How 77th Street's Elim Chew brought London street style to Singapore
Published: 20th Dec 2010 13:52:11
Returning to Singapore in the 1980s after three years in London, Elim Chew was shocked.
"There was nothing here. I couldn't even find coloured hair products. Nobody had coloured hair," she remembers.
It was a huge contrast with the urban street fashion which had surrounded and captivated Ms Chew while she was training in the UK's capital city.
Back in Singapore, she determined to bring some of London's edgy styles to the streets of the city state. At the time she was running her first business, a hair salon. It was a good marketing tool, she says. "I was wearing very funny clothes."
"People came up to me and said 'I like your bracelet, I like your vest, I like your jacket, can you sell it to me?' And I just called a price and they would buy it off me."
The popularity encouraged her to begin trading in her hair salon but within a year she had opened up her own retail outlet. Her company, 77th Street, is now involved in both the retail and wholesale ends of the fashion industry across Asia.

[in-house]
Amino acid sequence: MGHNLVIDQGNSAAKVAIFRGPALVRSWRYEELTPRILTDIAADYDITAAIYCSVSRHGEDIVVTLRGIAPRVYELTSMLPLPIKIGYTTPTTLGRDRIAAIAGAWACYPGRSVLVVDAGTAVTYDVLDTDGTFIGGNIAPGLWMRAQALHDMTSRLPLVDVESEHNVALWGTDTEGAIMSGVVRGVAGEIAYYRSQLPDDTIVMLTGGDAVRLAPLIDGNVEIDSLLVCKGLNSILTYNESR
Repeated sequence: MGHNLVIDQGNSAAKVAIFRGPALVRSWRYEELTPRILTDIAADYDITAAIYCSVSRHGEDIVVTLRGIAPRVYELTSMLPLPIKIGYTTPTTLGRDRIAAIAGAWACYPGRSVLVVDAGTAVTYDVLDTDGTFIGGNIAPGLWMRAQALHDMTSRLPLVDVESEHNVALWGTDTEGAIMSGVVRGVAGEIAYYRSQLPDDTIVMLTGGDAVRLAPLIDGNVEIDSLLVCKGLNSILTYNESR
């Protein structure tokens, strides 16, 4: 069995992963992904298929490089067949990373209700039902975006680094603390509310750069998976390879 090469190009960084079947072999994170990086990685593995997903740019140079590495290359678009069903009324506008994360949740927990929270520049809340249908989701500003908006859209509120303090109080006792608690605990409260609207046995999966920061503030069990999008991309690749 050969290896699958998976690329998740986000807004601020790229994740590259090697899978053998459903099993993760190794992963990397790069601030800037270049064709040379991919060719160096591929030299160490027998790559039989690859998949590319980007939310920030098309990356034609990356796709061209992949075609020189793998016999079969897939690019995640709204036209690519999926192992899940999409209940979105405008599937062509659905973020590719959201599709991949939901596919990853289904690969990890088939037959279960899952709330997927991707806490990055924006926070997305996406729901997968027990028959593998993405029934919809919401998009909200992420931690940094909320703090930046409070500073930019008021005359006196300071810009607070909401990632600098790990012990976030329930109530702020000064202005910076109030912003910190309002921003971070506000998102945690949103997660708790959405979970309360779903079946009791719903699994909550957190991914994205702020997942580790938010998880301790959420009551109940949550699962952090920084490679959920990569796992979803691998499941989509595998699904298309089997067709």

To begin with, 77th Street was funded solely by Ms Chew's hairdressing business. To her, it was the perfect launch pad to start-up her second venture.
"Hairdressing is actually a cash business so it was good because there was a service line and we were able to collect cash and keep the cash flow going."
Indeed, 77th Street took a few years to become profitable. "It was tough in the beginning because if the products didn't sell, we got stuck… There were a lot of times where we made a lot of mistakes, we lost a lot of money."
But she says that the financial leeway provided by the hair salon gave her the time to learn from her mistakes in retail.
For Ms Chew, "having a cash flow is a blood line for the whole entire business." She says she even branched out into other jobs to ensure that she didn't run out of funds while starting up 77th Street.
"I was doing every other thing. I was in the iron-on business. If you remember that they were the patches for all over your jackets…When Hard Rock Café first opened in Singapore, I was printing t-shirts for them, making their patches for them, even products like their hurricane glasses where they print their Hard Rock logo."
For Elim Chew, good staff are essential to any company because "you can only grow as much as the good people that you hire."